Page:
Aside from these two main focus areas, here are other speed optimization techniques you can implement fairly easily:
Tip #9: Leverage browser caching.
The browser can save or “cache” these elements locally so that when the user returns, it won’t need to re-download all the files again, thereby decreasing the loading time.
Leverage this feature by marking your pages or specific elements within your pages with your desired interval at which the browser has to update or re-download such elements.
Basically, you tell the browser that some elements on your page are not likely to be updated regularly so it can cache these elements for a longer period, lessening the resources that it has to re-download every time a user returns to your site.
Tip #10: Use a Content Delivery Network (CDN).
A CDN is a network of servers strategically located in different locations around the world. It acts as a “connector” between the user and the origin server of your website and greatly helps with improving your page speed by:
Being closer to where your users are – the distance from the user to your web server can affect page speed. With a CDN, the user’s browser can send a request from the nearest server to its location instead of directly from your main server.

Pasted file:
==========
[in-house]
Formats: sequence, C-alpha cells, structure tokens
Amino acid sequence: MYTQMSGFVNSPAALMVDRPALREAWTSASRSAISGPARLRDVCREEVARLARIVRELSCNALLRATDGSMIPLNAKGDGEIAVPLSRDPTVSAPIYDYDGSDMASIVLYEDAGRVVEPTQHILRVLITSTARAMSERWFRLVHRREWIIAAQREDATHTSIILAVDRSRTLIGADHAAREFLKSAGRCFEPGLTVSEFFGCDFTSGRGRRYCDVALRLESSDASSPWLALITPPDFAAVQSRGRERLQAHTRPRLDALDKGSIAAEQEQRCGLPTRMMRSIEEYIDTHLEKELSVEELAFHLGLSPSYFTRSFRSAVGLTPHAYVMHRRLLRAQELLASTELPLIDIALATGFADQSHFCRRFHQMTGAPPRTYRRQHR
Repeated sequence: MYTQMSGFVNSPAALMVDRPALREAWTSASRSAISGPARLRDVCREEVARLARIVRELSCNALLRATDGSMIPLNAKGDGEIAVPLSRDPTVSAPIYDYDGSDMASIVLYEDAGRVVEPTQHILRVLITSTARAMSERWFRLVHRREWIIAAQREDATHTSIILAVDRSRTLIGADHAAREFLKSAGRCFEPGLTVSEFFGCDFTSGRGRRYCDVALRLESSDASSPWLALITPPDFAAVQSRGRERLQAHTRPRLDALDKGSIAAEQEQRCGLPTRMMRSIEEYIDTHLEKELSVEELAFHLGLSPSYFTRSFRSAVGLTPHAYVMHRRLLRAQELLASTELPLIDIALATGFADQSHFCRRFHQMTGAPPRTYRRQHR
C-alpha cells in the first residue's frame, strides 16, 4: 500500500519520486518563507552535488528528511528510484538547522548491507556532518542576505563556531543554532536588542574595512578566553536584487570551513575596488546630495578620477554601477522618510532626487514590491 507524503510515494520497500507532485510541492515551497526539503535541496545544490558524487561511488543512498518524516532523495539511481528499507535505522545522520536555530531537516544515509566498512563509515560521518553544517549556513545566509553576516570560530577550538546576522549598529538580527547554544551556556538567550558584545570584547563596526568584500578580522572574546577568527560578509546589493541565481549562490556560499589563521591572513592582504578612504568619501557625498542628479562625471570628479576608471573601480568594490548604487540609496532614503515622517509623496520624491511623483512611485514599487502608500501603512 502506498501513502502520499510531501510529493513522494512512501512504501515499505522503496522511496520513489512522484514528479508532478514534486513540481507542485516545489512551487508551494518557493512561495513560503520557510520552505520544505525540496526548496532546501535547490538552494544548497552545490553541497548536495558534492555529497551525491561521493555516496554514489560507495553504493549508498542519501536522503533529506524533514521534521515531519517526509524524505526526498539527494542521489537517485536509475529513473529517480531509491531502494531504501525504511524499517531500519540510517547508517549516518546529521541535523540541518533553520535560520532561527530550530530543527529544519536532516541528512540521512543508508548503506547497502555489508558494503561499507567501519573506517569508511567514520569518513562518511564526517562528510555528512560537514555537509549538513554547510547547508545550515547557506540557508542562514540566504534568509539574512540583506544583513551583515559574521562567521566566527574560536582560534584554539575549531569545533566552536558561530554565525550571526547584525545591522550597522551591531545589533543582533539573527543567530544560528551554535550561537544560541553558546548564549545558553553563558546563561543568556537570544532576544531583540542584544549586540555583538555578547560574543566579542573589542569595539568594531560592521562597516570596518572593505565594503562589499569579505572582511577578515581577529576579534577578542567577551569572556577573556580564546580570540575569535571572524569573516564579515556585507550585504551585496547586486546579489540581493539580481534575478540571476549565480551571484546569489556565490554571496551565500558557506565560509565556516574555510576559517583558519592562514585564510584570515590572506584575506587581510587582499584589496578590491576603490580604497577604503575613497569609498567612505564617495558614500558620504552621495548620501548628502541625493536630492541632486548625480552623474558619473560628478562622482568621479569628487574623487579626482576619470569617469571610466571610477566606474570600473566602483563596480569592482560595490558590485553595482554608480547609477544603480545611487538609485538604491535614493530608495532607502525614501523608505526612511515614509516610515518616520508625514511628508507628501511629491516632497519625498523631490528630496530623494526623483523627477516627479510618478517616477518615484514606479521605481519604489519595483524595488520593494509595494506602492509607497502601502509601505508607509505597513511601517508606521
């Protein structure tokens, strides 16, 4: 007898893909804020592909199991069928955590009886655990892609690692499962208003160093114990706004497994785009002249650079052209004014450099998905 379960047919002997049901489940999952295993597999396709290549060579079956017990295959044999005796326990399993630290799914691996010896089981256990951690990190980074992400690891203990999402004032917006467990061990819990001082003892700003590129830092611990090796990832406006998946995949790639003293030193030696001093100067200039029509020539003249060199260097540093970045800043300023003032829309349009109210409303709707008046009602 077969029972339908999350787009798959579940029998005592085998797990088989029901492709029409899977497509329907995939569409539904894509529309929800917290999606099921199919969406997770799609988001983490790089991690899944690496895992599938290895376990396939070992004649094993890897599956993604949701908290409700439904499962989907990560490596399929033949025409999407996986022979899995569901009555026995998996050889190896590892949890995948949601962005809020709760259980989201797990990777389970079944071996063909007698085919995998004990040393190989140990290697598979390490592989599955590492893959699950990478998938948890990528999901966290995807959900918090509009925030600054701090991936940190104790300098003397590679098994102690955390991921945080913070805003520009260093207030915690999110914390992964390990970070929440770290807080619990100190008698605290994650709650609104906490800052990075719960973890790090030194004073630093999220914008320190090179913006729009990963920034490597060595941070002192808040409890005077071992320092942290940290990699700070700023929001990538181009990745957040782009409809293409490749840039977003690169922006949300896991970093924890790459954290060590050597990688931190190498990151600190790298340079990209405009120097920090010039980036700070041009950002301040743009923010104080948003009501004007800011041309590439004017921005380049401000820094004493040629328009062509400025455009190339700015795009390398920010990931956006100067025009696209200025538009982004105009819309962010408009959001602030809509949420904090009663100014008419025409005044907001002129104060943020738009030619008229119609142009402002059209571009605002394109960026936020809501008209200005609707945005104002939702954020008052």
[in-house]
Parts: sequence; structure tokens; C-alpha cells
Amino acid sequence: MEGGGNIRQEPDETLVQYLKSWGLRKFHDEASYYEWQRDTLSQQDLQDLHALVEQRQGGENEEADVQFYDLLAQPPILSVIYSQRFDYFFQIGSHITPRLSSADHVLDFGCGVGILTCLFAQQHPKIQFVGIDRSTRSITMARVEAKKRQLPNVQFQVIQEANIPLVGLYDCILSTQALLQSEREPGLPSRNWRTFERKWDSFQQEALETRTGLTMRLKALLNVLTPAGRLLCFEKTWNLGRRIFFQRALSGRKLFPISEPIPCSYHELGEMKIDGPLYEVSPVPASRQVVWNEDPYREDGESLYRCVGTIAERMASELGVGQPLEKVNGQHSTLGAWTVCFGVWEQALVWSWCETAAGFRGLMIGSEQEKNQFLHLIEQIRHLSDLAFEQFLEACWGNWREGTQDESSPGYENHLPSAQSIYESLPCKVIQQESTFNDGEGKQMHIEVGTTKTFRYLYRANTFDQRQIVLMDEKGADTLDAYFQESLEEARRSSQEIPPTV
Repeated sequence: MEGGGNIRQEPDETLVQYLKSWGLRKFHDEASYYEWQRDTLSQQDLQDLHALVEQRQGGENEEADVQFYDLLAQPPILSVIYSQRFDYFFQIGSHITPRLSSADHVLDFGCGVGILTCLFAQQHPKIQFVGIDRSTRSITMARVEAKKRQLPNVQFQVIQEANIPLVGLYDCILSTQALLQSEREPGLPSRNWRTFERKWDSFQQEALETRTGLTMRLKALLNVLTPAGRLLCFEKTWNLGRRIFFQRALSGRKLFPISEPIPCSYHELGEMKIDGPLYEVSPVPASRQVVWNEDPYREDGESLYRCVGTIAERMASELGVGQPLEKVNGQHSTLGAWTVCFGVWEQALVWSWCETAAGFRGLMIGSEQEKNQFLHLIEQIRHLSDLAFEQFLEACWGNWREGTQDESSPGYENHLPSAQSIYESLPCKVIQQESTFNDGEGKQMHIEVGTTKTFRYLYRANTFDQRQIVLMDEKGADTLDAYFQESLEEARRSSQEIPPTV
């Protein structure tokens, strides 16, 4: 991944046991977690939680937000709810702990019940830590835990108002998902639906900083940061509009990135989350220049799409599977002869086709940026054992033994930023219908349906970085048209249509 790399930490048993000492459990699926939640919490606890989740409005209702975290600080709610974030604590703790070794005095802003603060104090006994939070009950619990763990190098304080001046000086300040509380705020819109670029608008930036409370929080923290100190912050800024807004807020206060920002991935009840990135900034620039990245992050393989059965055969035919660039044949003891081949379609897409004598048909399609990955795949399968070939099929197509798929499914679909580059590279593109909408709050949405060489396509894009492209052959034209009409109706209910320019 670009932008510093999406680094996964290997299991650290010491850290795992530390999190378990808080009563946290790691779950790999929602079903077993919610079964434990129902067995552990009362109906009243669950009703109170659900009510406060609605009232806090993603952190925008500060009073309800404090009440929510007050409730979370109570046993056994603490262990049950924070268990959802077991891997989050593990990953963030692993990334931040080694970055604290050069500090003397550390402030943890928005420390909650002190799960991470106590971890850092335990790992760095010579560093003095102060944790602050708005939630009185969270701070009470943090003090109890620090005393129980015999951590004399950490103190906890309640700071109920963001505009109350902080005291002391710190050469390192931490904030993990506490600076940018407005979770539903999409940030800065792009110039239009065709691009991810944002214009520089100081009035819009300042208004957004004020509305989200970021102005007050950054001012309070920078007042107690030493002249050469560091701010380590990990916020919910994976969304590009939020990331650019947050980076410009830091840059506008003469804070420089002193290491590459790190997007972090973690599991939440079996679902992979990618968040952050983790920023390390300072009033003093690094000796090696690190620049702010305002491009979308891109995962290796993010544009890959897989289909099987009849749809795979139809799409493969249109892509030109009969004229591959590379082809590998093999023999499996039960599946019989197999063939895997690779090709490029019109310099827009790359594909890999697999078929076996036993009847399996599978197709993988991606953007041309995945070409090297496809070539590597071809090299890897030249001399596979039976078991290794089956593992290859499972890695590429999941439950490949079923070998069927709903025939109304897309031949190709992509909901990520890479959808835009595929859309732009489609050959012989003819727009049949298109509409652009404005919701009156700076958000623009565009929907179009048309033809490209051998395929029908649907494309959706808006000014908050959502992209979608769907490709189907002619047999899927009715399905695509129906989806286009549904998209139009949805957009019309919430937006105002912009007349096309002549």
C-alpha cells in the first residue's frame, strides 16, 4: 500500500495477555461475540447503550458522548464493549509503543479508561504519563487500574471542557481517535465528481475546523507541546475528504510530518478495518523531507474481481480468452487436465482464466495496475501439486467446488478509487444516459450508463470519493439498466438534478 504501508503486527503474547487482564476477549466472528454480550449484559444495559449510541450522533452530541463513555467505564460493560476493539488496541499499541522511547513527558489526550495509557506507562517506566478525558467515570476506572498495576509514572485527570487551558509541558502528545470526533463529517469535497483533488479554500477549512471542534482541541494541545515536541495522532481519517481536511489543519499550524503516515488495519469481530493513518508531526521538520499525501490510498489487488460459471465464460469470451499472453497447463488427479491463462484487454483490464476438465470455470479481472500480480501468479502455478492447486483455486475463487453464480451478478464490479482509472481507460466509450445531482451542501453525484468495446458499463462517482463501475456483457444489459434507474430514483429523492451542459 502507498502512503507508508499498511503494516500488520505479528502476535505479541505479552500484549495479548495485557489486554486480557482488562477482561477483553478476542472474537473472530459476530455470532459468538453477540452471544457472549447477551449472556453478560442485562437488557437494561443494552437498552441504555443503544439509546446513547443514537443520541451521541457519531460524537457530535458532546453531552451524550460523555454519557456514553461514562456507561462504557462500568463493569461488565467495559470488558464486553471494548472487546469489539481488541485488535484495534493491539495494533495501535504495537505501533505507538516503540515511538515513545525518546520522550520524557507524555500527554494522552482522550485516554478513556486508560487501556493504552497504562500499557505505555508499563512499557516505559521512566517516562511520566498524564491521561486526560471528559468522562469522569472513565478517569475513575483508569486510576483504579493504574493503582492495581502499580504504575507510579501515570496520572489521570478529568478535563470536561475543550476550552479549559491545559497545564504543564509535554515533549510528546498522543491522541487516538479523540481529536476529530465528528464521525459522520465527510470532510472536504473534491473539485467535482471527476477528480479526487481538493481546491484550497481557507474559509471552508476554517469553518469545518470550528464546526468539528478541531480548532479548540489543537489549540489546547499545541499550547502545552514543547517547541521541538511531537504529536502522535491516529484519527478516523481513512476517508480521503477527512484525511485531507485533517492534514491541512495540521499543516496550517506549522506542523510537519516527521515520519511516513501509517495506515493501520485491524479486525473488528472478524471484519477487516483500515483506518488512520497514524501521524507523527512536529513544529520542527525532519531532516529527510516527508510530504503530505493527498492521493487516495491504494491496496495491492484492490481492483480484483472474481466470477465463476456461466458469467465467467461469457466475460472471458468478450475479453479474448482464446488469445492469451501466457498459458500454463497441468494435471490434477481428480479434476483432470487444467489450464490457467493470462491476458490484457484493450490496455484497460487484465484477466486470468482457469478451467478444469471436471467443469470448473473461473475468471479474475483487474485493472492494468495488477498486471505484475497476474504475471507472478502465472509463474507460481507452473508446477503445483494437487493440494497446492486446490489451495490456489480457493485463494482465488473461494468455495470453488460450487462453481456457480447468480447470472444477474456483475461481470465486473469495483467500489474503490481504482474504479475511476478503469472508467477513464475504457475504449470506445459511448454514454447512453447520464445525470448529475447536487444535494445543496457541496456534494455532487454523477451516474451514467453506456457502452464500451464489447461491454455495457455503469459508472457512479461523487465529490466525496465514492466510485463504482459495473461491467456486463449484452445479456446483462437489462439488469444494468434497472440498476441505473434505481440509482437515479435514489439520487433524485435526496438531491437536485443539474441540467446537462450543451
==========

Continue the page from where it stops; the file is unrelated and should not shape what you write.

Taking some of the load off your main server, so to speak – multiple requests can slow down your main server. If you have a CDN, the requests can be directed to these servers instead and lessen the load that the main server needs to handle. On top of this, it also helps you reduce hosting costs by reducing the data that the main server needs to provide through caching content.
With many things to maintain on a website, deactivated or unused plugins can pile up and weigh down your site.
Check if all the plugins you currently have installed are ones you are still using and remove unnecessary ones to reduce your page weight.
Tip #12: Upgrade to the latest version.
If you’re using a CMS (like WordPress or Umbraco) or an e-commerce platform (like Magento), simply upgrading to the latest version can help improve your page speed.